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Brown v. Geo Group Inc.

United States District Court, M.D. Florida, Fort Myers Division

June 21, 2017

KENYATA BROWN, Plaintiff,
v.
GEO GROUP INC., MIKE CARROLL, GEORGE ZOLEY, KRISTIN KANNER, DONALD SAWYER, CHRIS CATRON, WILLIAM PRICE and REBECCA JACKSON, Defendants.

          OPINION AND ORDER [1]

          SHERI POLSTERCHAPPELL UNITED STATES DISTRICT JUDGE

         This matter comes before the Court upon review of the Motion to Dismiss filed on behalf of Defendants William Price, Christopher Catron, Donald Sawyer, and Rebecca Jackson (Doc. #31). Plaintiff did not file a response to the Motion and the time to do so has long expired. See Doc. #14 (warning Plaintiff that when a defendant files a motion to dismiss, plaintiff shall have twenty-one days to file a response). This matter is ripe for review.

         I.

         As background, Plaintiff Kenyata Brown, who is civilly committed at the Florida Civil Commitment Center (“FCCC”) under Florida's Sexual Violent Predator's Act, Florida Statute §§ 394.910-.913, initiated this action as one of nineteen plaintiffs by filing a 42 U.S.C. § 1983 “sealed Class Action Complaint” (Doc. #1). On January 28, 2016, the Court entered an order (Doc. #2) dismissing the class action, without prejudice, under section 1915 and declining to certify a class. However, the Court allowed each plaintiff an opportunity to file an Amended Complaint on or before February 29, 2016.

         Plaintiff timely filed a motion for an enlargement of time, which the Court granted. Plaintiff then timely filed an Amended Complaint (Doc. #9). Prior to directing Plaintiff to complete service of process forms, the Court reviewed Plaintiff's Amended Complaint under section 1915 and entered an order of partial dismissal. In particular, the Court dismissed one of the named defendants, Brian Masony, because the Amended Complaint contained no factual allegations whatsoever as to Masony, and the First Amendment interference to access to court claim finding failure to state a claim. Doc. #13.

         Although far from the model of clarity, the Amended Complaint generally challenges Florida's Sexual Violent Predator's Act, Florida Statute §§ 394.910-.913 (hereinafter “SVP Act”) and argues that the SVP Act is unconstitutional and suggests ways the Florida legislators could improve the SVP Act. Plaintiff also makes vague and non-specific allegations regarding the treatment provided to various “class members” at the FCCC and avers that the named defendants are liable in their individual capacities for adhering to the unconstitutional statutes.

         The Amended Complaint alleges that Florida's SVP Act is “not narrowly tailored” because:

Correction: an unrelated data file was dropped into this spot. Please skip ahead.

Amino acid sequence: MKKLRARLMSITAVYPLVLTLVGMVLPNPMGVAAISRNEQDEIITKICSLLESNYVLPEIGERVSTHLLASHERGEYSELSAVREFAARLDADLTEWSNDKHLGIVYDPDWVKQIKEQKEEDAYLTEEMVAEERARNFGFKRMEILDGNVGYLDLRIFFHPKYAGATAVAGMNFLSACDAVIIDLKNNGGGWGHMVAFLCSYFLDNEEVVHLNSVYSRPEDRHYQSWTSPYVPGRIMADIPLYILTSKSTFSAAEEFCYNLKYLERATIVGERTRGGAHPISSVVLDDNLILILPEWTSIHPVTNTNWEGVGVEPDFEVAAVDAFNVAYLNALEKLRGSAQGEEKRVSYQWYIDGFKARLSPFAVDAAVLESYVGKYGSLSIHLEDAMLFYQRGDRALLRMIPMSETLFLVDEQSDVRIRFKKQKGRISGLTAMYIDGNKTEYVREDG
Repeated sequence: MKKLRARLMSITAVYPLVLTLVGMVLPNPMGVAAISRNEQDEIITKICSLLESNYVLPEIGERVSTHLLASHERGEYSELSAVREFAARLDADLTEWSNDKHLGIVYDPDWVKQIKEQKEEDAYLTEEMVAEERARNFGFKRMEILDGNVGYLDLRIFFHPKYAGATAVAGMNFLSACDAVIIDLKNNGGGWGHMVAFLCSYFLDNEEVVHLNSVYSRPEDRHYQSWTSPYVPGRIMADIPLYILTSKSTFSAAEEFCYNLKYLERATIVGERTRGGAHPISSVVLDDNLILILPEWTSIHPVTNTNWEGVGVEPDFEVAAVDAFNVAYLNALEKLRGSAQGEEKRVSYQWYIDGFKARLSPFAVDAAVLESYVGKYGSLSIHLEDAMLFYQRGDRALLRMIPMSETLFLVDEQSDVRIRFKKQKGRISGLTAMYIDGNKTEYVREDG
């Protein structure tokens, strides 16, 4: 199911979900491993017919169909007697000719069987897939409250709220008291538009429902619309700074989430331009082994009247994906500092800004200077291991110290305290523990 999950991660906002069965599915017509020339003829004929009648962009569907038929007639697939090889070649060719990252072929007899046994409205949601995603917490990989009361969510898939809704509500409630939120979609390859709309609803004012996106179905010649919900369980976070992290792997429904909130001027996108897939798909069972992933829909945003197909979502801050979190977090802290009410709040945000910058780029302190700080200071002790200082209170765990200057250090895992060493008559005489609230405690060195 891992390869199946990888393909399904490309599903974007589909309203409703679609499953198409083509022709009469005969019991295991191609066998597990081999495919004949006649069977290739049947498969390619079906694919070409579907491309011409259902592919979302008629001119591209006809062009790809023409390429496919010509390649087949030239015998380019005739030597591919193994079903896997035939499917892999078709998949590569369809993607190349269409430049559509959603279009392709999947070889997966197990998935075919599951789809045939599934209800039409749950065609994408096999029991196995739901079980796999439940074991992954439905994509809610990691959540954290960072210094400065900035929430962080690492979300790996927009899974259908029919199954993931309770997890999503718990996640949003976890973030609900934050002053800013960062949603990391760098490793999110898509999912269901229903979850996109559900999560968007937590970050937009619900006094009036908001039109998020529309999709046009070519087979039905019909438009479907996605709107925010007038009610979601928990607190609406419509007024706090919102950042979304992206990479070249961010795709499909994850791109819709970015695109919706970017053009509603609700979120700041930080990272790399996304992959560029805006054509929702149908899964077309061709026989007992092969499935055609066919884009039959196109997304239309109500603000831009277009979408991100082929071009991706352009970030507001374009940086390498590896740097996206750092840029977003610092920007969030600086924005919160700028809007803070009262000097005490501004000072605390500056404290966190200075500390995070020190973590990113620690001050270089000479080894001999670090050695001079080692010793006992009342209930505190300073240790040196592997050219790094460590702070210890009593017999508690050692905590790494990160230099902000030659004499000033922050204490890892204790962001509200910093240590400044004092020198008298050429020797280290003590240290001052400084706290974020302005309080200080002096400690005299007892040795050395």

(1) it “indisputably [fails] to require periodic risk assessments”;
(2) it fails to provide a “judicial bypass mechanism” to challenge his ongoing commitment;
(3) “the statutory discharge criteria is more stringent than the statutory commitment criteria”;
(4) it authorizes “the burden to petition for a reduction in custody to impermissibly shift from the State” to Plaintiff;
(5) it requires civilly committed individuals to show by clear and convincing evidence that a less restrictive alternative is appropriate; and
(6) it does not require the defendants to take any affirmative action, such as petition for a reduction in custody when the resident no longer satisfies the criteria for continued commitment.

         Amended Complaint at 6-12. Plaintiff also urges that Florida's SVP Act is unconstitutional as-applied because:

(7) Defendants Kanner, Zoley, Carroll, Sawyer, and Jackson do not conduct periodic risk assessments of civilly committed people at the FCCC;
(8) the risk assessments that have been performed since the opening of the FCCC have not all been done in a constitutional manner;
(9) Plaintiff has remained confined at the FCCC even though he has completed treatment or sufficiently reduced his risk of reoffending;
(10) discharge procedures are not working properly at FCCC;
(11) although the SVP Act expressly allows the referral of committed individuals to less restrictive alternatives, this is not occurring in practice;
(12) although treatment has been made available, the treatment program's structure has been an institutional failure and there is no meaningful relationship between the treatment program and an end to indefinite detention;
(13) his due process rights were violated when the probable cause hearing was held outside of his or his attorney's presence; and
(14) Plaintiff's Equal Protection rights were violated “because his liberty has been implicated as a result of Fla. Stat. § 394 Part V being unconstitutional on its face because the defendants use “the statute to punishing and/or detain ‘Male' sex offenders after completion of their prison sentence and not applying [sic] the same standard to ‘Female' sex offenders for their past and present sexual violent offenses.”[2]

Id. at 17-28. In a requested relief section seven pages in length, Plaintiff requests in pertinent part that “substantial changes be made to Florida's sex offender civil commitment scheme, ” and two million dollars in ...


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